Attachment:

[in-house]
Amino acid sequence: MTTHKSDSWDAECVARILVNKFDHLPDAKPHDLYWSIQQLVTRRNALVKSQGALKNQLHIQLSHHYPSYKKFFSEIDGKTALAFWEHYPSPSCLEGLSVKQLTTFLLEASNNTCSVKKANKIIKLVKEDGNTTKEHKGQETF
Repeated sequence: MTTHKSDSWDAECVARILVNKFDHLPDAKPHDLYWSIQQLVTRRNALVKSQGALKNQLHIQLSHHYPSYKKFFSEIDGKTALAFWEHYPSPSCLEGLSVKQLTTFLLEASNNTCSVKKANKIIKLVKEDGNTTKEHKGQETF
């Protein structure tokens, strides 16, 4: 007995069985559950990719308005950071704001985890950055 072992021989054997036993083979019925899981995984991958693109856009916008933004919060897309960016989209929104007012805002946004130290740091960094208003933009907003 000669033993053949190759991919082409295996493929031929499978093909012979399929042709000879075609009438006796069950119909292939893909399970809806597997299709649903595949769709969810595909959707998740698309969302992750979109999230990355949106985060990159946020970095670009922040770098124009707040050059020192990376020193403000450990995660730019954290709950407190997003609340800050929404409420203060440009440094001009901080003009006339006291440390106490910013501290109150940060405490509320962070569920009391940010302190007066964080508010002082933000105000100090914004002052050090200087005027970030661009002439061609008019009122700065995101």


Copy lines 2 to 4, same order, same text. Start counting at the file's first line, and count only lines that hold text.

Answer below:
Amino acid sequence: MTTHKSDSWDAECVARILVNKFDHLPDAKPHDLYWSIQQLVTRRNALVKSQGALKNQLHIQLSHHYPSYKKFFSEIDGKTALAFWEHYPSPSCLEGLSVKQLTTFLLEASNNTCSVKKANKIIKLVKEDGNTTKEHKGQETF
Repeated sequence: MTTHKSDSWDAECVARILVNKFDHLPDAKPHDLYWSIQQLVTRRNALVKSQGALKNQLHIQLSHHYPSYKKFFSEIDGKTALAFWEHYPSPSCLEGLSVKQLTTFLLEASNNTCSVKKANKIIKLVKEDGNTTKEHKGQETF
């Protein structure tokens, strides 16, 4: 007995069985559950990719308005950071704001985890950055 072992021989054997036993083979019925899981995984991958693109856009916008933004919060897309960016989209929104007012805002946004130290740091960094208003933009907003 000669033993053949190759991919082409295996493929031929499978093909012979399929042709000879075609009438006796069950119909292939893909399970809806597997299709649903595949769709969810595909959707998740698309969302992750979109999230990355949106985060990159946020970095670009922040770098124009707040050059020192990376020193403000450990995660730019954290709950407190997003609340800050929404409420203060440009440094001009901080003009006339006291440390106490910013501290109150940060405490509320962070569920009391940010302190007066964080508010002082933000105000100090914004002052050090200087005027970030661009002439061609008019009122700065995101």